ist/guitarist Seth Tiven of the band's
former label, Big Time Records,
't which collapsed just after
Dumptruck's third release, for the
country. "It's a contractual thing,"
he continued. "We can't record.
Well, we can record but we can't put
anything out." Obviously, this
dilemma has not had positive effects
on the band member's pocketbooks.
"It means we're broke," Tiven said.
"We can't make money because we
can't make records and we have to
pay lawyers a whole lot of money
and it's a bad situation."
To take their minds off this bleak
predicament, Dumptruck decided to
embark on a four-and-a-half week
tour doing what they do best. It may
not get the long arm of corporate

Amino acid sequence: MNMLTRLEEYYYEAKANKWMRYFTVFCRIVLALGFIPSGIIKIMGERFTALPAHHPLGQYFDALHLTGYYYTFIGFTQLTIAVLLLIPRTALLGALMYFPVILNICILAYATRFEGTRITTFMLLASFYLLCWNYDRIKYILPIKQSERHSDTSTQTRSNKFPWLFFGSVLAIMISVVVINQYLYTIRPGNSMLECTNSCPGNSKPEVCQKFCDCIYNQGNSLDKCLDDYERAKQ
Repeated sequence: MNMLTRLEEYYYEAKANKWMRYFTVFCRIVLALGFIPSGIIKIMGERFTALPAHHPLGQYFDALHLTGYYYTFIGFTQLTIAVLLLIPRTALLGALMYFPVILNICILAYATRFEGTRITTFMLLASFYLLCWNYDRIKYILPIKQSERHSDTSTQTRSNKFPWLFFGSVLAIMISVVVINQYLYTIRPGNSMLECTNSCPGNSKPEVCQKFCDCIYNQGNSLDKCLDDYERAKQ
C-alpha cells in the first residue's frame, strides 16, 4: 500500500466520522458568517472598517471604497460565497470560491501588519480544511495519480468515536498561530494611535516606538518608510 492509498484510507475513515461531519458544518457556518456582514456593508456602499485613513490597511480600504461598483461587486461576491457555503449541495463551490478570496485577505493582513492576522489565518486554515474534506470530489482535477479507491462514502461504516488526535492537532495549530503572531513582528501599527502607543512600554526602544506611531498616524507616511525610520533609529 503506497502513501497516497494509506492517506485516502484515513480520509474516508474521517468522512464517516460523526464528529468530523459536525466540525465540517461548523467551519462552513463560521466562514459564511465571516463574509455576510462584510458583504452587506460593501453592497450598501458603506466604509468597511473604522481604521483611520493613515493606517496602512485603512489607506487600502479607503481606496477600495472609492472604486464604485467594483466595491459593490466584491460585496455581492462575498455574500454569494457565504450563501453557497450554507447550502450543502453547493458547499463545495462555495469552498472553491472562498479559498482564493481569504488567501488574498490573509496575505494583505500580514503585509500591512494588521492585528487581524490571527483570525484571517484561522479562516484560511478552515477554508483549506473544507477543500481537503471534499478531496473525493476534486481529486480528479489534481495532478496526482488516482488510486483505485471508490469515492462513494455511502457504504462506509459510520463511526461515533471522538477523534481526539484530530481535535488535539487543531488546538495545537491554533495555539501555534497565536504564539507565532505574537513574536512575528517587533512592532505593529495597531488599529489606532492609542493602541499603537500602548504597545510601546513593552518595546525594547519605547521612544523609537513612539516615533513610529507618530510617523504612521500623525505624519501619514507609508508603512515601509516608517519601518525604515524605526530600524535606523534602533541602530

law off their backs but Tiven said it
should relieve some tension. "The
reason for the tour right now is
we're bored not playing and we want
to play. We make enough to break
even, maybe something extra but we
don't make a lot of money on the

road. We don't rake it in or any-
thing. It's more for the fun of doing
it," he said. But, he added, there
could be more trouble ahead: "We
hope we're not taking a bus, but
that's a distinct possibility with our
van."
Regardless of the mode of trans-
portation, the sound of the band will
be different this time around. They
have been scaled down to a trio with
Brian Dunton on bass and Shawn
Bevlin on drums. Although for the
country was recorded with four
members, a new sound is apparent
on this album, a much mellower re-
lease than the previous two discs.
"There's definitely a change there
but one of the songwriters left the